Keefer Silverstein: Seventeen-year-old filmmaker

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Keefer Silverstein: Seventeen-year-old filmmaker

Reena Mathews, Junior Writer

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The notorious “what do you want to be when you grow up?” question is inevitable for every child. Usually kids reply with the classics: “doctor,” “princess,” or “athlete,” and their dreams evolve into something more realistic as they actually grow up. However, junior Keefer Silverstein’s aspirations have always been clear-cut.

“I’ve always wanted to make movies,” Keefer said. “I’ve been making really crappy ones since I was a little kid. Then, this year, I started to want to take it more seriously.”

And he certainly did. At the end of the last school year, Keefer, along with juniors Charlie Soucey and Josh Sweeney, started Tri-S Productions. Though the name comes from the three founders’ last names, Tri-S became what it is through the help of many others.

“With friends,” Keefer said, “seeing [their] dedication toward not only the film itself, but also [helping] me see my dream come true has been truly amazing.”

Tri-S released their first project on their YouTube channel, a horror short film entitled Home, on May 20, 2016. It was a last-minute project, written and shot in one night.

“It’s kind of funny,” Keefer said, “because it ended up being really good.”

But the main focus, at the moment, of Tri-S Productions is Survivors, a show following the lives of teenagers in a zombie apocalypse. Keefer spent years writing the 125-page script, much to his friends’ surprise.

“I was always really impressed by the fact that [he] wrote that much,” Charlie said. “The fact that [he] wrote that [script] out and stayed dedicated through the whole thing is a testament to [his] abilities as someone who really cares about this.”

Many of his friends didn’t even believe that Survivors would make it to filming.

“I remember freshman year when we were talking about Survivors,” said junior Matt Ahlers, an integral member of Tri-S, “I’m not going to lie, a good majority of us–if not 99% of us–didn’t think that we were actually going to do it.”

Despite everyone’s doubts, filming of Survivors did indeed begin during this past summer. They would film about three times a week, each film day lasting around five to six hours. They would gather as many friends and peers as they could to help out, resulting in a unique filming situation.

“It creates this really weird dynamic,” Charlie said, “where, since no one has a defined role that they’re specifically following every time, you get this whole mess–not in a bad way, but this mashup of creative styles mixed into one.”

Though it was great for Keefer to see his friends rallying together to help him with a project he was so invested in, the fact that everyone on set was all friends created some productivity problems.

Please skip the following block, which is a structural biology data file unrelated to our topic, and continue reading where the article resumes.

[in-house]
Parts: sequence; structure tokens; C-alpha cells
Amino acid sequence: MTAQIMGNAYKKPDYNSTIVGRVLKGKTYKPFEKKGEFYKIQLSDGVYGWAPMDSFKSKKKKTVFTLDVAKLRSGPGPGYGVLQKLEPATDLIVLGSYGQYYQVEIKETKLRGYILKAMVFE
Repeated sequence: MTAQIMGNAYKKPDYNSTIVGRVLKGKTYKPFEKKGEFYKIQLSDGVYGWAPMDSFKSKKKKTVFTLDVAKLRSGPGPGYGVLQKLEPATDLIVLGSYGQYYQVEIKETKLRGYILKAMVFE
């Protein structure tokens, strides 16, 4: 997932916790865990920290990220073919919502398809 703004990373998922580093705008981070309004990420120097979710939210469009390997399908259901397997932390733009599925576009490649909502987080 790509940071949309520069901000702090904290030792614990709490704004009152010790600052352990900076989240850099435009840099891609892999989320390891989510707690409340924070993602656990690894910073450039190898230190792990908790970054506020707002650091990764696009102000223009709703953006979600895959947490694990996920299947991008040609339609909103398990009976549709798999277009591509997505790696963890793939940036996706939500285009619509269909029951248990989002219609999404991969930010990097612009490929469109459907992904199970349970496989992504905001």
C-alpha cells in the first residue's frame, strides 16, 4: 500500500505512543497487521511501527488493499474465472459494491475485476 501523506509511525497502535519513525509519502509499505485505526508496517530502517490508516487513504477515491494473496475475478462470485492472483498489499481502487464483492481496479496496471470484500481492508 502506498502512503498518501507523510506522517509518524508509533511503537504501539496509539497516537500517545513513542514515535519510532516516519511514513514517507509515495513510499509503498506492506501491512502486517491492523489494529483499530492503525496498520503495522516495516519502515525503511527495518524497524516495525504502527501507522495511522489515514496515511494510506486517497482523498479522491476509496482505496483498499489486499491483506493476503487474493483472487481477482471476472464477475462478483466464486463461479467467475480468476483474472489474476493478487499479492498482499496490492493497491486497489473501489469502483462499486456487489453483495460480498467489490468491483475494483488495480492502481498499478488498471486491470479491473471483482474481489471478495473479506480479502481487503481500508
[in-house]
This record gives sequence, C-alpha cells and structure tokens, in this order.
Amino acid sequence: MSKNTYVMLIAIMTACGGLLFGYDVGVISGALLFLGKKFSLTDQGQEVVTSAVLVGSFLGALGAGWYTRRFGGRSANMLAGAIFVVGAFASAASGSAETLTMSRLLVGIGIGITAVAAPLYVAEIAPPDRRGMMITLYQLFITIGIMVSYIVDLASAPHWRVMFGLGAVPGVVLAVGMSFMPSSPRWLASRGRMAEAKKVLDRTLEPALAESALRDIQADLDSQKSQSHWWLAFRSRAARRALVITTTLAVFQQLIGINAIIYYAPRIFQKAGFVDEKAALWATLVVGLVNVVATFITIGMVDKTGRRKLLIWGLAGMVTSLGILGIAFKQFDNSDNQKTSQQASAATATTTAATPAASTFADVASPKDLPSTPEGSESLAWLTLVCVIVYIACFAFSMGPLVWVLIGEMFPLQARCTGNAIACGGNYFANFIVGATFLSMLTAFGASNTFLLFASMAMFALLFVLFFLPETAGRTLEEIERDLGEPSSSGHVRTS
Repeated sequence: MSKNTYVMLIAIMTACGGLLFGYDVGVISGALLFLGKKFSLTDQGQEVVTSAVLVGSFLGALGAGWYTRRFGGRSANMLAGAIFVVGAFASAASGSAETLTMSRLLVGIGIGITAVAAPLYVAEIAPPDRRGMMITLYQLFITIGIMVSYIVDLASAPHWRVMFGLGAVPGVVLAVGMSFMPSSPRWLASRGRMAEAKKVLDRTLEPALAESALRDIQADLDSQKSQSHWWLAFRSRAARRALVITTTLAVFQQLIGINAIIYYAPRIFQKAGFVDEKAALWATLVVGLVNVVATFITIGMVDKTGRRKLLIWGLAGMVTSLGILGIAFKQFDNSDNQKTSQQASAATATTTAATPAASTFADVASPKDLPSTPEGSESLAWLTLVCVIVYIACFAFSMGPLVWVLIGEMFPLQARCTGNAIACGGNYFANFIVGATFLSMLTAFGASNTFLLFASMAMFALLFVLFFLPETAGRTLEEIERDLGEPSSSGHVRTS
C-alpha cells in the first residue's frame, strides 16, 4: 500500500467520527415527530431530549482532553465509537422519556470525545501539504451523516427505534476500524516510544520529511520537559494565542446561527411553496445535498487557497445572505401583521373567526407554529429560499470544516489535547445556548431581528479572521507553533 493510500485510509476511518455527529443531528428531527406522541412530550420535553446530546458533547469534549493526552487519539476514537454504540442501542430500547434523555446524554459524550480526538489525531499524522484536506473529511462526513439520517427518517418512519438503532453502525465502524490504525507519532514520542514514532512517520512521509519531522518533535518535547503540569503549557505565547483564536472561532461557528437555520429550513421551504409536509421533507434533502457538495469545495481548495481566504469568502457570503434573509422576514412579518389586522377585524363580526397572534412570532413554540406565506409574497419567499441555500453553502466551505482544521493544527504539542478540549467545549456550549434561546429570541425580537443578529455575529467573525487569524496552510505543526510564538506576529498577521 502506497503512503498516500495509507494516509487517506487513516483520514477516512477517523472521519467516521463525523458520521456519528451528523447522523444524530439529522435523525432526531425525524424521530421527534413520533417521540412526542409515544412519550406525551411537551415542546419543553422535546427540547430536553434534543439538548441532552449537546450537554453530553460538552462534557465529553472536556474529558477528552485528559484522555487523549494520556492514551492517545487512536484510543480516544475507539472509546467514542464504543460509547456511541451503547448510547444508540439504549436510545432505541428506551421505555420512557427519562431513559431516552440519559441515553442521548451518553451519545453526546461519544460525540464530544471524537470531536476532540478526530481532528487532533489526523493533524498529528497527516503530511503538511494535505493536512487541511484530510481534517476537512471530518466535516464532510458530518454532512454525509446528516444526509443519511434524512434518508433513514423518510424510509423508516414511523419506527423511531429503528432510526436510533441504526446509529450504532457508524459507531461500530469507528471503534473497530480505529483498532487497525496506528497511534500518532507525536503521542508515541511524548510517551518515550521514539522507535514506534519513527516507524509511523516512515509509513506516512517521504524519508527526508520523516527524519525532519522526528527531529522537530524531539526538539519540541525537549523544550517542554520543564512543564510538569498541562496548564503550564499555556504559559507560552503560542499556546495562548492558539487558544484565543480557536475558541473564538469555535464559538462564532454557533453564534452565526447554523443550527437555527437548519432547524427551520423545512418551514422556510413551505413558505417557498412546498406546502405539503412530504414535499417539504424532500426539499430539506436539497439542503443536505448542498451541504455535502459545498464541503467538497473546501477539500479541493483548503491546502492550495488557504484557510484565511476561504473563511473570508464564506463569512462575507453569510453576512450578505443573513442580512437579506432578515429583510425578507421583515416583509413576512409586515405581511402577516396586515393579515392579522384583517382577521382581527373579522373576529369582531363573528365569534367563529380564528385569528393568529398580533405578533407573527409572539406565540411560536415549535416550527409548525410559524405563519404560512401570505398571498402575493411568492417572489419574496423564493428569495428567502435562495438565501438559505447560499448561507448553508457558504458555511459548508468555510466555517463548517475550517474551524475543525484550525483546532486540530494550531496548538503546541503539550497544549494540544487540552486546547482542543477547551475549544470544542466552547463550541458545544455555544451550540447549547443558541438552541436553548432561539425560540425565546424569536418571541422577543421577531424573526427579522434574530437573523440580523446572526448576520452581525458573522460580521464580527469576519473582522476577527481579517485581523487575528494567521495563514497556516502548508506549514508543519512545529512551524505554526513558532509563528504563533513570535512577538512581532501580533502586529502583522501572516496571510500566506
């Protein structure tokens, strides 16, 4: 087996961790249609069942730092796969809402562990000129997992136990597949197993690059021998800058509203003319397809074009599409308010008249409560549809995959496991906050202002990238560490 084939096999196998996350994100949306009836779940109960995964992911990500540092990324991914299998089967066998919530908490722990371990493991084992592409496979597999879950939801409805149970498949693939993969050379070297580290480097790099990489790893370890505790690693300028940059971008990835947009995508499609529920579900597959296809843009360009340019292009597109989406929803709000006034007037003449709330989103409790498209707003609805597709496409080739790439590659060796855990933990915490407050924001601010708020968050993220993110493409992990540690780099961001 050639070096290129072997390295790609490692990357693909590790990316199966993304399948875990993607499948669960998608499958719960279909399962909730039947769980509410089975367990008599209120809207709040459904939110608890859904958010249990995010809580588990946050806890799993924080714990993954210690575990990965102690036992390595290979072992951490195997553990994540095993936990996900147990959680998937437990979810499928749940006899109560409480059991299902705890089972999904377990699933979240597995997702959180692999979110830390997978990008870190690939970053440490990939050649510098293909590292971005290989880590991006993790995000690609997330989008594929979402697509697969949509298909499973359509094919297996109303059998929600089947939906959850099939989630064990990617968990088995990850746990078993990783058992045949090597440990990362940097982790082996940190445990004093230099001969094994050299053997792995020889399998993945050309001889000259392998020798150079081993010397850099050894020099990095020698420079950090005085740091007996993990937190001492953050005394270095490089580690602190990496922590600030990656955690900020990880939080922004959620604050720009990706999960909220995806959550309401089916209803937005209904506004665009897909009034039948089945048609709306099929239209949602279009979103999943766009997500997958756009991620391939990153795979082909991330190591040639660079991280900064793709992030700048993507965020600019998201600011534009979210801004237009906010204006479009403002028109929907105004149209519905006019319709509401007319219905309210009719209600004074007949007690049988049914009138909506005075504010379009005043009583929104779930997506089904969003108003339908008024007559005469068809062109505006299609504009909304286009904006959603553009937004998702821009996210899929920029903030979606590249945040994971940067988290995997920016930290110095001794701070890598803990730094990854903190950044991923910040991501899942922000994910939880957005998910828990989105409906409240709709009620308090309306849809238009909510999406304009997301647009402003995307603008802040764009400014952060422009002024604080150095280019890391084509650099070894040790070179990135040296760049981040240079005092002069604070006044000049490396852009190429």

“There’d be like four hours of us goofing around,” Josh said. “And then we’d do an hour of filming and [say] ‘hey let’s all get food’ and that’d take another two hours… so we’d get [almost] nothing done for an entire Saturday.”

In spite of this, the group would still put the jokes and fun aside to film and get things done.

“But there were some day we’d get down to it,” Keefer said. “And it [was] really good.”

“Some of those days that we got down to filming,” said Charlie in agreement, “and we got tons done [were] really high quality [and were] really rewarding.”

A lot of people on set were very dedicated to the project. Having so many people, with so many opinions, who were all so committed to Survivors, created another problem of arguments during filming.

“We’ve been at each other’s throats [during filming],” Keefer said.

But at other times, working with friends worked to their advantage.

“It was really nice also to work with friends because you know them,” Charlie said. “You know that you’re going to have really good chemistry when you’re working with them; you know you can work out differences when you have a different opinions on how to do something.”

Furthermore, it was a great bonding experience for the group.

“When you come together and we got some shots that you watch back and it blows you away by how you guys could pull that off,” Charlie said, “especially when you realize that we did this at sixteen with a camera we bought; we’re just doing this in someone’s basement and it looks so cinematic and so impressive. It’s really cool to be able to do that with your friends, because it brings you closer to them and you realize [that] we’re not just some friends making a stupid movie, but [the show is] something that means something and has a purpose.”

Currently, filming is now over; Keefer and Charlie are in the long process of editing. Nonetheless, the end is near. Survivors will debut in February 2017. Keefer is hoping to have the show premiere at Celebration Cinema North. Regardless of where Survivors may end up premiering, it is sure to be impressive.

“I’ve seen it drawn out,” Josh said, “and it’s a beautiful thing, coming together and seeing [Keefer’s] dedication.”

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